MIT CSAIL Develops 3D Printed CurveBoards for Smart Devices and Flexible Electronics

3D printing technology initially appeared in the manufacturing field as a rapid prototyping manufacturing technology. With the development of 3D printing equipment, materials, and software, the role of 3D printing technology has changed from prototyping to production technology. But especially for plastic 3D printing technology, the status in product prototype manufacturing has not diminished. In return, 3D printing technology used for prototyping has gained in terms of color, detail, material functionality, and cost savings.

MIT Media Lab has developed a technology that can integrate a test circuit board with a 3D printed physical prototype of smart wearable and consumer electronics products. This technology gives new capabilities to 3D printed prototypes. In addition to design appearance testing, it is also possible to perform rapid testing of product electronic functions. This technology will further enrich the function of the rapid prototyping of 3D printing of electronic products.

The platform widely used in electronic prototype manufacturing is the “breadboard”. It’s a new technology invented by researchers at the Massachusetts Institute of Technology, which can directly integrate the test circuit board onto the physical prototype, the purpose is to provide a faster, easier way to test circuit functions, you can achieve interaction between smart devices and flexible electronics in the product development stage.


The traditional test circuit board is a regular rectangular board with many pinholes drilled on the surface, with metal connections and contact points between the holes. Engineers can insert components of electronic systems (from basic circuits to complete computer processors) into the pinholes they want to connect. Then, quickly perform tests as needed, then rearrange and retest components according to the outcome.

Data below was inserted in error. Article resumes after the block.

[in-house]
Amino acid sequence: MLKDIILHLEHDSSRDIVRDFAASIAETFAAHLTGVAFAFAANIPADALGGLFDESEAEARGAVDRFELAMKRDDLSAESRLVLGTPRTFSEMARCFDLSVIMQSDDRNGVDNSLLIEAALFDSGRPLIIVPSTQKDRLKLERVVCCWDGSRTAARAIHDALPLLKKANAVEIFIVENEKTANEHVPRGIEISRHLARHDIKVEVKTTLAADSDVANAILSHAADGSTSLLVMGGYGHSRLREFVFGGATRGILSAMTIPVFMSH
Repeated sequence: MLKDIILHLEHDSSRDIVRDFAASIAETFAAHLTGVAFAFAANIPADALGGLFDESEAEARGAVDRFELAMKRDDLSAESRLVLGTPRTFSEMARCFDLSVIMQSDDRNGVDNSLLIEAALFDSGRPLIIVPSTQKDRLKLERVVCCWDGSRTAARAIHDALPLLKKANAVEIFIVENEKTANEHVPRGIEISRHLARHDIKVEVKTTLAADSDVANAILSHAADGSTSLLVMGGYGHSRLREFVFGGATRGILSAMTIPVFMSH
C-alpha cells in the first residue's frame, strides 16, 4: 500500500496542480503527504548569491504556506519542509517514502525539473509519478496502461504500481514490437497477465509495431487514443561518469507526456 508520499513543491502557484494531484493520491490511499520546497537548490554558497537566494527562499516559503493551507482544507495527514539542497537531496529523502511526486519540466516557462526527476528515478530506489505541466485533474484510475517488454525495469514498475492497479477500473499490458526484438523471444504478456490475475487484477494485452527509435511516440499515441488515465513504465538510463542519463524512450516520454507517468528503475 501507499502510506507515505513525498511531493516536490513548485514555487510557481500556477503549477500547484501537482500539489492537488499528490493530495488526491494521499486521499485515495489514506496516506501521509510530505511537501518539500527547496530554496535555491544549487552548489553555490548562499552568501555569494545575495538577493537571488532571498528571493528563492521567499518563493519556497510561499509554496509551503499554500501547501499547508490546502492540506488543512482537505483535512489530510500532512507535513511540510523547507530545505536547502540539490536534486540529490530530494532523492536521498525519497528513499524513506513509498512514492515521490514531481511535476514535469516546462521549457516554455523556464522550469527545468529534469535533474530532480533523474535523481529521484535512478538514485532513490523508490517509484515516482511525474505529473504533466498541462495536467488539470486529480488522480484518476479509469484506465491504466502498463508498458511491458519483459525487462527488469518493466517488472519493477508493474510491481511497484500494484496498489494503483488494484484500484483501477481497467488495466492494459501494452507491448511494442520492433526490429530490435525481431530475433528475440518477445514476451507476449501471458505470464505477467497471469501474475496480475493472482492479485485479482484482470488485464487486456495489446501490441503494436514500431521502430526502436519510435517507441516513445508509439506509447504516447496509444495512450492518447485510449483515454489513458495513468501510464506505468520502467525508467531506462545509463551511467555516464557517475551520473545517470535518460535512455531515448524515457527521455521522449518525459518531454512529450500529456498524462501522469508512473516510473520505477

But the test circuit board has maintained the same shape for decades, and the appearance and touch of smart wearable devices are rapidly iterating. Generally, engineers need to test the circuit on the traditional test circuit board first, and then install it on the prototype. If the circuit needs to be modified, return to the circuit board for testing. When you encounter the problem again, the process needs to be repeated.

The MIT research team has developed a new type of “curve board” (CurveBoards) for the above problems. As the name suggests, this circuit board will no longer be a rectangular board like a traditional circuit board, but has a 3D shape. It can also be said that this is a 3D printed prototype integrated with a test circuit board, which has both the appearance of an electronic product and the structure and function of the test circuit board on the surface.

“The core technology in CurveBoards is a custom design editing software. This software can automatically prototype electronic products and automatically map all pinholes evenly to the entire object. The user then selects the connection channel automatic or manual layout. In the automatic option, users only need to click the button to explore different connection layouts in all pinholes. In the manual option, you can use interactive tools to select the pinhole group and indicate the connection type between them. Finally, the design will be exported to a file for 3D printing.”

As the research team described in the paper, the curved circuit board “retains the look and feel of electronic products” while allowing designers to try component configuration and test interactive scenarios during prototype iterations.